My first Mac was technically not my own. It was my parents', but it belonged to the family. The year was 1990. I was 5 years old. The Macintosh Classic was its name. It sported a 9-inch grayscale screen at 512 x 342 pixels, a 40 MB hard drive, and 1.44 MB diskette drive. It was the first Mac to cost less than $1,000.
I was enamored with it. It seemed light years ahead of the black screen and green text IBMs my school had. I could play Wheel of Fortune on it. By far my favorite thing to do was to open AppleWorks and make a new drawing document and begin using a digital canvas to create a city with that big clunky mouse. Then I'd select this tool that looked like a tornado to send pixels flying!1
That little Mac was the beginning of my love for technology. When my folks upgraded to a Power Macintosh 7100 a few years later, the Internet was also just gaining traction with the public. My folks were always early adopters, and so we of course had the Internet.2 I remember adding USB to the Power Mac, upgrading the processor to a G3 processor from Sonnet, and how lightning fast it felt when we switched out the 14.4k modem for a 28.8k.
We got a full decade out of that machine with all the upgrades, and it likely could have gone more.
Then came the eMac I got for college. This was truly my first Mac. I quickly found out that a 50-pound behemoth was not ideal at college in 2003. This was my first experience with OS X. I hopped on the bus with 10.2 Jaguar, and 10.3 Panther was released just a couple months later. Safari was at version 1.0, and I haven't changed my default browser since. I used the eMac my freshman year, then it went to my parents to replace the old Power Mac.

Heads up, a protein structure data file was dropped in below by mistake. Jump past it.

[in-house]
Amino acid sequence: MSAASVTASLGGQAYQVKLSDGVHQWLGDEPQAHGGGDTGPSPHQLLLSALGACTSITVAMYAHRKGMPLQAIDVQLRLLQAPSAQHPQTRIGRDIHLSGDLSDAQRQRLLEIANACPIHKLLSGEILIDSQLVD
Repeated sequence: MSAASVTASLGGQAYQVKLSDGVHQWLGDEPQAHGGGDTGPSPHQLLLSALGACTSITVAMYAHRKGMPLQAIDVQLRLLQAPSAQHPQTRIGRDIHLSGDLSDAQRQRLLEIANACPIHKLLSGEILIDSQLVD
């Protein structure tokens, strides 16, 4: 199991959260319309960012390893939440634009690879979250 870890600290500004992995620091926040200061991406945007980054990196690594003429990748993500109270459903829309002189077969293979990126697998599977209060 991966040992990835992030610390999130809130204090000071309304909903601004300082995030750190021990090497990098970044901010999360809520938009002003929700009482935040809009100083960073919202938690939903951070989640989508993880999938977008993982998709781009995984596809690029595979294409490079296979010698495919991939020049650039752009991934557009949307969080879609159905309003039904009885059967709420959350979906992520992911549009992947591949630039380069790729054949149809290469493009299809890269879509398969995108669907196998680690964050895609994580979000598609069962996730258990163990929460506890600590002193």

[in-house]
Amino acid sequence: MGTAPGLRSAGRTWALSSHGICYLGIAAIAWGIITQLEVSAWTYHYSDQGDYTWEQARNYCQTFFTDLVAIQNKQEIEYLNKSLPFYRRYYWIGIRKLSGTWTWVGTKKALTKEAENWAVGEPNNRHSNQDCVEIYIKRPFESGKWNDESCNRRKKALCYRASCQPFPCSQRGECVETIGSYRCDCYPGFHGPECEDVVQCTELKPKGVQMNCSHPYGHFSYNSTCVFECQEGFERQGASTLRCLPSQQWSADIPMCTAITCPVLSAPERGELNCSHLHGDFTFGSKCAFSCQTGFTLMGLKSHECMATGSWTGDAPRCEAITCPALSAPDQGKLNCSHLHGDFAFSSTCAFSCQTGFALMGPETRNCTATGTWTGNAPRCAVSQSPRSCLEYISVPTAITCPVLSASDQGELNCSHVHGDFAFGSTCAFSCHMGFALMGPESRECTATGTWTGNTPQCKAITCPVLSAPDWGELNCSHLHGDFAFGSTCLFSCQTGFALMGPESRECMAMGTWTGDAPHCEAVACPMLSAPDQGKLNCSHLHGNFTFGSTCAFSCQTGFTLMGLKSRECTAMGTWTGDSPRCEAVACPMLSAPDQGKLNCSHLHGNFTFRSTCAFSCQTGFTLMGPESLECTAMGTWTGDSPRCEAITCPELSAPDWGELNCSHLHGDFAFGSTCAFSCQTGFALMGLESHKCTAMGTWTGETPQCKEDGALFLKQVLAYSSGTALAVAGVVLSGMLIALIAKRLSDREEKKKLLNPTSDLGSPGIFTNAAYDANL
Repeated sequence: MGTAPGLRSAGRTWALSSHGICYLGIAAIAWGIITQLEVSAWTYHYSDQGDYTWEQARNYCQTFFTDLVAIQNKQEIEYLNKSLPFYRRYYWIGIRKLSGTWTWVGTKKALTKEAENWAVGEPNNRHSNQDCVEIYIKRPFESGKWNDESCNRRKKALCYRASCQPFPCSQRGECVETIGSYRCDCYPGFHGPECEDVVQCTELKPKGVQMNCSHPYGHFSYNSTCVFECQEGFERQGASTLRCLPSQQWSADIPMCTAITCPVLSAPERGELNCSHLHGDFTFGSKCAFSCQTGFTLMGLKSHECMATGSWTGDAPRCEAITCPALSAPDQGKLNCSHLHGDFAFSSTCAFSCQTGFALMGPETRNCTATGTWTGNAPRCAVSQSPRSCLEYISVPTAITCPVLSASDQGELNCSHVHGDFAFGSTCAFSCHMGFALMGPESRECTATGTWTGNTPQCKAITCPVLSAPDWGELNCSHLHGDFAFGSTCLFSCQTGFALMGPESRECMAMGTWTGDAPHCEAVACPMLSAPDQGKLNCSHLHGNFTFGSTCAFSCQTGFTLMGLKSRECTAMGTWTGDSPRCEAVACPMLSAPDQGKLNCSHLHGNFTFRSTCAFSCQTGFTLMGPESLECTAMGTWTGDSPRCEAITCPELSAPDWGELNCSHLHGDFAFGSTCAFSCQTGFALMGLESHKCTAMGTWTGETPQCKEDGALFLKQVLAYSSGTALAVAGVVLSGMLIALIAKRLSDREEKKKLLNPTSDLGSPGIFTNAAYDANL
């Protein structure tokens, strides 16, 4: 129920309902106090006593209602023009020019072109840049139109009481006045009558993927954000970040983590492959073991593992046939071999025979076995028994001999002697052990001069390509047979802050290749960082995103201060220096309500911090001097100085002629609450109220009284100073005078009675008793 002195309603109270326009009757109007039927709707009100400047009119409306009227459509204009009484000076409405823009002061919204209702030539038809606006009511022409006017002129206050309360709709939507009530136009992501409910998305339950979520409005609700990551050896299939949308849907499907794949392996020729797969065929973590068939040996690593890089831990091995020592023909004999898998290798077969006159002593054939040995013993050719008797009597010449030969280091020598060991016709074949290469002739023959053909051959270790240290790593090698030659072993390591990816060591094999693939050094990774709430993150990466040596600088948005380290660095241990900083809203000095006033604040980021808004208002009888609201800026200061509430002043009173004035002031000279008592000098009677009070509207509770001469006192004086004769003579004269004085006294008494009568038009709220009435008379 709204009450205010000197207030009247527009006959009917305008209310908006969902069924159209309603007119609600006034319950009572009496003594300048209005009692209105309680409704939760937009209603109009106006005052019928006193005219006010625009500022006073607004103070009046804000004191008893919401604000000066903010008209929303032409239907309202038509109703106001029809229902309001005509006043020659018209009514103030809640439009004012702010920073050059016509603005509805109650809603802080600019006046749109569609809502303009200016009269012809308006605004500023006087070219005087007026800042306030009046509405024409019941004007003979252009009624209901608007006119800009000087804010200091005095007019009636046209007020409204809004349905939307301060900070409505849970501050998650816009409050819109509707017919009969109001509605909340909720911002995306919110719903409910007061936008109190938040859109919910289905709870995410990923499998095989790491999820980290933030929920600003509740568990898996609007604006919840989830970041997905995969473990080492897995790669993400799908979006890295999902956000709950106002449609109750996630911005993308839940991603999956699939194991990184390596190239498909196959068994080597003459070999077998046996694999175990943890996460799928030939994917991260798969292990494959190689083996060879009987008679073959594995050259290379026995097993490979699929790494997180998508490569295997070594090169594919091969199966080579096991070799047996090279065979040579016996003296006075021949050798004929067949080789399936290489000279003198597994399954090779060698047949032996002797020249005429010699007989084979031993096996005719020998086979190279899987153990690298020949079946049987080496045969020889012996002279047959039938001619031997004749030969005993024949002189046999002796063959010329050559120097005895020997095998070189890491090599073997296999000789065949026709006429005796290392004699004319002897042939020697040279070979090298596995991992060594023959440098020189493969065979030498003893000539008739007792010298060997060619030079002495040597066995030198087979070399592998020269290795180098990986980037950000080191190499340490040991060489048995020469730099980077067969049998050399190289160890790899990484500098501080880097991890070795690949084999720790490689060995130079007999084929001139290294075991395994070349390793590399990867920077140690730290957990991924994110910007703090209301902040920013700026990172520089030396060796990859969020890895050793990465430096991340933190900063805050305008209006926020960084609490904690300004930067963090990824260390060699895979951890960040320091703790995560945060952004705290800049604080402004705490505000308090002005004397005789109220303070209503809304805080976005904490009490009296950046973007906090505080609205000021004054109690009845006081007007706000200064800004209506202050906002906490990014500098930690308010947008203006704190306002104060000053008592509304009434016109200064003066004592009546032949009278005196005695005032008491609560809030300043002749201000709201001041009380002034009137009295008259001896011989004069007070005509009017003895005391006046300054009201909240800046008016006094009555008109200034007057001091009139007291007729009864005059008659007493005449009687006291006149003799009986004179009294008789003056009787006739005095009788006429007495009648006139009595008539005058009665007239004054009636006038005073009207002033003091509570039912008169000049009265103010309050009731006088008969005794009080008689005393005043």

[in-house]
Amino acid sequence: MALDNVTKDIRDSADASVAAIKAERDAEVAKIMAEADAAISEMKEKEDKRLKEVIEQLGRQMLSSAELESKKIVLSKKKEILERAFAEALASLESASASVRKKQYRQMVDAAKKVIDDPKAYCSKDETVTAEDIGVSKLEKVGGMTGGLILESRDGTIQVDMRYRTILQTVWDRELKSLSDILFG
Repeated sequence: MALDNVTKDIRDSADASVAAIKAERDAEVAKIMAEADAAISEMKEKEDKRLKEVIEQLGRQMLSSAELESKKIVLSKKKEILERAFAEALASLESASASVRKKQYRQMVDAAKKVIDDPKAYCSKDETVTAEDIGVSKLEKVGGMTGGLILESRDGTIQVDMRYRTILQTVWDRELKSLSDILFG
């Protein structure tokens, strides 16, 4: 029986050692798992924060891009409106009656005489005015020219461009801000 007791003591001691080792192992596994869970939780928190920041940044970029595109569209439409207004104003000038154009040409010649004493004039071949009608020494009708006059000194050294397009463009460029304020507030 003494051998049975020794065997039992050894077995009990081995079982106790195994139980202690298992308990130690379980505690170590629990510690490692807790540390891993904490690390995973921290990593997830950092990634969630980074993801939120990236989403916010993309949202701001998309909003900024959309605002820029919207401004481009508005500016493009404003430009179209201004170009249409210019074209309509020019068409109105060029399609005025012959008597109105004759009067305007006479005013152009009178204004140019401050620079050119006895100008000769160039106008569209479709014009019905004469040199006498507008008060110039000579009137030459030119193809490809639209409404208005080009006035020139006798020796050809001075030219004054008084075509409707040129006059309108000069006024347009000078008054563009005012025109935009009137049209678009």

My sophomore year I went with the 14-inch iBook G4. I used this through most of college and wrote many papers on it.
My senior year I treated myself to the black MacBook while I still had an education discount. That thing was lovely. I still kind of miss it, as it just looked fantastic. I would love for Apple to make a
black space gray MacBook Air.
A few years later I got the first unibody MacBook Pro, 15-inch. This felt like a dream computer. It had real horsepower and was the fastest & thinnest computer I had used yet.
And, just about a year ago, I went to the MacBook Air. The Air is just plain fantastic. It's fast, it's battery lasts ages, and it is light. When you want to close up and go, you can do just that.
The Mac has been a significant part of my life for the past 23 years. It sparked the curiosity of a young boy and challenged me to learn more throughout the years. And these days it is integral to my way of life, not only in how I accomplish my own goals, but also to how I am able to provide for my family. Right now, I simply could not do what I do without the Mac.
Happy 30th birthday, Mac. Here's to many more.